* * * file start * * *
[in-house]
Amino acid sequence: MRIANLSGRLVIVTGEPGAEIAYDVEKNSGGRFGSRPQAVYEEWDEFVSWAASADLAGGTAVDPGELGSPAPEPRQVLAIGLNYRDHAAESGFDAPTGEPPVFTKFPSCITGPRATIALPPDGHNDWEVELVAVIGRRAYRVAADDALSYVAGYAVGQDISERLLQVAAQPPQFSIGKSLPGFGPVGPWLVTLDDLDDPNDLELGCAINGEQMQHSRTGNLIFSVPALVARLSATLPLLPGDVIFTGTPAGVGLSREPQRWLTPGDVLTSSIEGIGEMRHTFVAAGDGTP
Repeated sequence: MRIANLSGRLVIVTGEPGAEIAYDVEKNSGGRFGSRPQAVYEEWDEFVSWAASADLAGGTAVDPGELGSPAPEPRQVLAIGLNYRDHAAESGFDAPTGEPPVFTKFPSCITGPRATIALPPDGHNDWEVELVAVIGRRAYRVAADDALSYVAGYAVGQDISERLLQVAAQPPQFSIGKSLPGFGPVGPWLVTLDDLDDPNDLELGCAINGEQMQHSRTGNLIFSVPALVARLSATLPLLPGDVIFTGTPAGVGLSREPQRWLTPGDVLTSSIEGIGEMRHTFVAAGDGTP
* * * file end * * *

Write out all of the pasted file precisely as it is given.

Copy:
[in-house]
Amino acid sequence: MRIANLSGRLVIVTGEPGAEIAYDVEKNSGGRFGSRPQAVYEEWDEFVSWAASADLAGGTAVDPGELGSPAPEPRQVLAIGLNYRDHAAESGFDAPTGEPPVFTKFPSCITGPRATIALPPDGHNDWEVELVAVIGRRAYRVAADDALSYVAGYAVGQDISERLLQVAAQPPQFSIGKSLPGFGPVGPWLVTLDDLDDPNDLELGCAINGEQMQHSRTGNLIFSVPALVARLSATLPLLPGDVIFTGTPAGVGLSREPQRWLTPGDVLTSSIEGIGEMRHTFVAAGDGTP
Repeated sequence: MRIANLSGRLVIVTGEPGAEIAYDVEKNSGGRFGSRPQAVYEEWDEFVSWAASADLAGGTAVDPGELGSPAPEPRQVLAIGLNYRDHAAESGFDAPTGEPPVFTKFPSCITGPRATIALPPDGHNDWEVELVAVIGRRAYRVAADDALSYVAGYAVGQDISERLLQVAAQPPQFSIGKSLPGFGPVGPWLVTLDDLDDPNDLELGCAINGEQMQHSRTGNLIFSVPALVARLSATLPLLPGDVIFTGTPAGVGLSREPQRWLTPGDVLTSSIEGIGEMRHTFVAAGDGTP